Cisco Will Ship ACI Technology July 31

 
 
By Jeffrey Burt  |  Posted 2014-07-29 Email Print this article Print
 
 
 
 
 
 
 
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The offerings will include the controller and starter kits to get organizations up and running on ACI quickly.

Cisco Systems officials say the company is days away from making its Application Centric Infrastructure technology generally available—just about a year after the company first introduced its answer to the growing network virtualization trend.

Cisco will begin shipping its Application Policy Infrastructure Controller (APIC) and prepackaged Application Centric Infrastructure (ACI) "starter kits" July 31, according to Thomas Scheibe, director of product management at Cisco. In addition, the company announced July 29 that it is pricing the ACI software licenses on a per-leaf basis, is offering new and enhanced Nexus switches, and will roll out new line cards in the fourth quarter.

The launch of the ACI technology is the next significant step in the networking giant's strategy to help businesses address the new demands being put on the network by such trends as big data, mobile computing and the cloud, and the rising competition from the growing numbers of software-defined networking (SDN) initiatives. The bulk of the technology comes from Cisco's Insieme "spin-in" venture, and the company first broached the ACI idea last year at the Cisco Live 2013 show.

The goal of the ACI strategy is to use a combination of software and hardware to create networking infrastructures that can be optimized in both physical and virtual environments and that can leverage partnerships with other vendors to get the best performance out of applications.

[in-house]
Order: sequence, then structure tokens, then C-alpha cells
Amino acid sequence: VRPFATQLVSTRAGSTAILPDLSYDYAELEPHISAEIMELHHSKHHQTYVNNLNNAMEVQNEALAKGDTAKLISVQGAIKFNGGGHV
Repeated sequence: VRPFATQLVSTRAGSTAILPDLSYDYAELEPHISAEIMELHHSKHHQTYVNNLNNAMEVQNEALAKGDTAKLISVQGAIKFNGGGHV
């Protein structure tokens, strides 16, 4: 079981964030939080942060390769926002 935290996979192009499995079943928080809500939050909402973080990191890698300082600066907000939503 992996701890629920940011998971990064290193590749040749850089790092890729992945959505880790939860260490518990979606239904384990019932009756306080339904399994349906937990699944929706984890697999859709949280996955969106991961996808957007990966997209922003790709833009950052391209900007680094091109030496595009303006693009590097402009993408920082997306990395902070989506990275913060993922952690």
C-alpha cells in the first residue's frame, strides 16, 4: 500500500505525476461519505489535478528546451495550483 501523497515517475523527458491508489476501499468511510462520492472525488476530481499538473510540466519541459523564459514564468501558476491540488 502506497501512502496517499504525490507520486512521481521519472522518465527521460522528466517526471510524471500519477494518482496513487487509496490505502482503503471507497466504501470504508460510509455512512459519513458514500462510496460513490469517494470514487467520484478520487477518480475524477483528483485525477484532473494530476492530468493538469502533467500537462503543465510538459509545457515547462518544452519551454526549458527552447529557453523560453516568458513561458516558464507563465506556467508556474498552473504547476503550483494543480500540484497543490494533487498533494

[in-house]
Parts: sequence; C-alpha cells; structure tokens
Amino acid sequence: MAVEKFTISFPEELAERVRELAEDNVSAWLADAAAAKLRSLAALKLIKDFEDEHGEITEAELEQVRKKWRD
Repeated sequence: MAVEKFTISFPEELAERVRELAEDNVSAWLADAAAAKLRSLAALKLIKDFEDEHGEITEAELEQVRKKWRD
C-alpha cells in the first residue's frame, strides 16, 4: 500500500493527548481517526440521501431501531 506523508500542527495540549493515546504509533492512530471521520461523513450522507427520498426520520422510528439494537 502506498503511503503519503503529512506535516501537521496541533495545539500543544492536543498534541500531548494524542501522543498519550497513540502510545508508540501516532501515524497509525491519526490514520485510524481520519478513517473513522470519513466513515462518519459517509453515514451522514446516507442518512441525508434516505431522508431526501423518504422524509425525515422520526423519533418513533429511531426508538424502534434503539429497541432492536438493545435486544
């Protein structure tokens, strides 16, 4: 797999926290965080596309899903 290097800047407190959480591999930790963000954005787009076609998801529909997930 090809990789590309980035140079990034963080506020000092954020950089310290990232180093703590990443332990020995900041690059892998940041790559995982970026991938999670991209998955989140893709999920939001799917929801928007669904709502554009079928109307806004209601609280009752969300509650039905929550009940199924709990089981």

SDN and network-functions virtualization (NFV) call for creating more programmable and automated networks by decoupling the control plane from the underlying infrastructure, and by moving such networking tasks as load balancing, firewalls and intrusion-detection capabilities from the physical switches and routers and into software that can be run on commodity servers. Some analysts and vendors have argued that SDN and NFV are a threat to Cisco and other networking hardware vendors by enabling organizations to run their networks on off-the-shelf servers rather than complex and expensive switches and routers.

However, Cisco officials have argued that while SDN initiatives focus on software, what's needed is a combination of open and optimized hardware and software. For example, while most SDN controllers that leverage the OpenFlow protocol directly control the switch, Cisco's APIC instead sets policies, then pushes those policies to the switches, which put the policies into practice.

Cisco has deployed ACI in its San Jose, Calif., data center, and APIC was beta-tested by more than 175 customers.

 



 
 
 
 
 
 
 
 
 
 
 

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